Microsoft Patent Reveals Its Own Project-Glass-Like HMD

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Google’s Project Glass could be one of the company’s biggest rolls of the dice in the field of personal electronics to date. The developers-only Google Glass Explorer Edition should be arriving early next year, and maybe by then we’ll finally start getting a sense for if there’s a real product under all this, or if it’s going to stagnate as little more than an expensive toy. Apparently, Google’s not the only one with its eye on this kind of head-mounted display (no pun intended), and a recent patent filing reveals Microsoft’s been working on a similar system.

From the sound of things, Microsoft has been developing the idea for its own glasses display with a much more limited scope in mind. The patent application describes these glasses specifically being used in conjunction with live events, especially sports, where the glasses could provide fans with additional info on the game. With capabilities like displaying instant replays, it’s clear from Microsoft’s description that the hardware would be able to do a lot more than just what’s described in the patent, which makes us a bit curious why the company would limit itself so much.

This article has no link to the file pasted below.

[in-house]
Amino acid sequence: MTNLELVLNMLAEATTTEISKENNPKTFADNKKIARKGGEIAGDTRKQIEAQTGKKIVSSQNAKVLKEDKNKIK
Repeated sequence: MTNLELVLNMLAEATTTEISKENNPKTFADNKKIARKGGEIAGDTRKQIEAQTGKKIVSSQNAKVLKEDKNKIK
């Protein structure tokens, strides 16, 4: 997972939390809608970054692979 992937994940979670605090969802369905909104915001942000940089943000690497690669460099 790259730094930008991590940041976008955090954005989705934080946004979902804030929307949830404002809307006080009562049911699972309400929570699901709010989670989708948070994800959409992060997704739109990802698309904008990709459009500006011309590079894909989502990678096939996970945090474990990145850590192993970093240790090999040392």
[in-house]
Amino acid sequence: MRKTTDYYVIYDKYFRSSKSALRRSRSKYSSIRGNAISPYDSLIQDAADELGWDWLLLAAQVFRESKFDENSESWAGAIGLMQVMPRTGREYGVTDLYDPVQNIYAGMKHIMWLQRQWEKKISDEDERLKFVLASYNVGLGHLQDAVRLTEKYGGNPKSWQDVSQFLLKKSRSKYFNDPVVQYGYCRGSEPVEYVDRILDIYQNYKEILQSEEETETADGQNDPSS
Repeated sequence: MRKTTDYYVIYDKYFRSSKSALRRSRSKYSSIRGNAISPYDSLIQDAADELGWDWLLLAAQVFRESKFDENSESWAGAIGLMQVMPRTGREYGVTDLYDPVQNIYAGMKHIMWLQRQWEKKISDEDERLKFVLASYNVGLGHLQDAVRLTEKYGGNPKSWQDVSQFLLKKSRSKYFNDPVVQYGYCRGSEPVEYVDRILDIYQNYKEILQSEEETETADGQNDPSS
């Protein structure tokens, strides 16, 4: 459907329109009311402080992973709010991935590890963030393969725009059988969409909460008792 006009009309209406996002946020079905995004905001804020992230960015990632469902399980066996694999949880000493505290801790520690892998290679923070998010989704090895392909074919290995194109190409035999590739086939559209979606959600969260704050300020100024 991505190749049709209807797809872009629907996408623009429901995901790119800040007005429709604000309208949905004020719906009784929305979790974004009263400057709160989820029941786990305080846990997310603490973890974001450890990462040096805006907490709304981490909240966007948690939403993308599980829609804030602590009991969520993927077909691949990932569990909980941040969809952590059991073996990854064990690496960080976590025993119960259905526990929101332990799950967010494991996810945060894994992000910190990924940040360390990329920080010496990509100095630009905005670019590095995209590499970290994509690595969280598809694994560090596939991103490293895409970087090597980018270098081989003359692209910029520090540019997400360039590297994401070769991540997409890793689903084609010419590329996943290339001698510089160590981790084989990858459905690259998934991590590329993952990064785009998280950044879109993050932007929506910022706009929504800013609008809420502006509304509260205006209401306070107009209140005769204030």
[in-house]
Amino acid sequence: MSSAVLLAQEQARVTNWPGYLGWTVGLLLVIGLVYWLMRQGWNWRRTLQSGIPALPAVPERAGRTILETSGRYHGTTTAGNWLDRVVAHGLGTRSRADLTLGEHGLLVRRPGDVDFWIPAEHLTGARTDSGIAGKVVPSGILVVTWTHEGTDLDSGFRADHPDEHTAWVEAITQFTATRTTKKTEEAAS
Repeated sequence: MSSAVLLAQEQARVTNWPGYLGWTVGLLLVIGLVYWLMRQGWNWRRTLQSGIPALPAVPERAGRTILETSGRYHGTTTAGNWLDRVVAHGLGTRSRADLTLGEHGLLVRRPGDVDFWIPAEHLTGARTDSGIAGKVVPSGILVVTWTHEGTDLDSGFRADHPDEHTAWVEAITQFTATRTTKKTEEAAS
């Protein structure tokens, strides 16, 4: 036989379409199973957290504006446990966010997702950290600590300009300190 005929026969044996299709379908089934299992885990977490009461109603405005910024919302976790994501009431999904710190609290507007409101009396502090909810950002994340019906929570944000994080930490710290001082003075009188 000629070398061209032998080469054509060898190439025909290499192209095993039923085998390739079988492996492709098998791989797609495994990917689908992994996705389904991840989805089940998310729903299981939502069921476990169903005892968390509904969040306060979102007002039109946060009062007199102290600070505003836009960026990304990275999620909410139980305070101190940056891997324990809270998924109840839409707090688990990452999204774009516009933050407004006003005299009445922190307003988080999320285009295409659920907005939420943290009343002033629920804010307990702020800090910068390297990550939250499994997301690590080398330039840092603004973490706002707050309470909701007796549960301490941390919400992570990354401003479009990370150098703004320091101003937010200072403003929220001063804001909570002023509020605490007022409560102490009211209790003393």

Perhaps it’s concerned about cost; we know the Project Glass dev units are running $1500, so maybe Microsoft wants something where the cost would be footed by the owners of arenas and theaters, rather than the public itself. Still, there’s definitely the groundwork here for an augmented reality system that would work hand-in-hand with Windows Phone, should Microsoft ever consider going down that path.

Source: USPTO
Via: The Droid Guy

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About The Author
Stephen Schenck
Stephen has been writing about electronics since 2008, which only serves to frustrate him that he waited so long to combine his love of gadgets and his degree in writing. In his spare time, he collects console and arcade game hardware, is a motorcycle enthusiast, and enjoys trapping blue crabs. Stephen's first mobile device was a 624 MHz Dell Axim X30, which he's convinced is still a viable platform. Stephen longs for a market where phones are sold independently of service, and bandwidth is cheap and plentiful; he's not holding his breath. In the meantime, he devours smartphone news and tries to sort out the juicy bitsRead more about Stephen Schenck!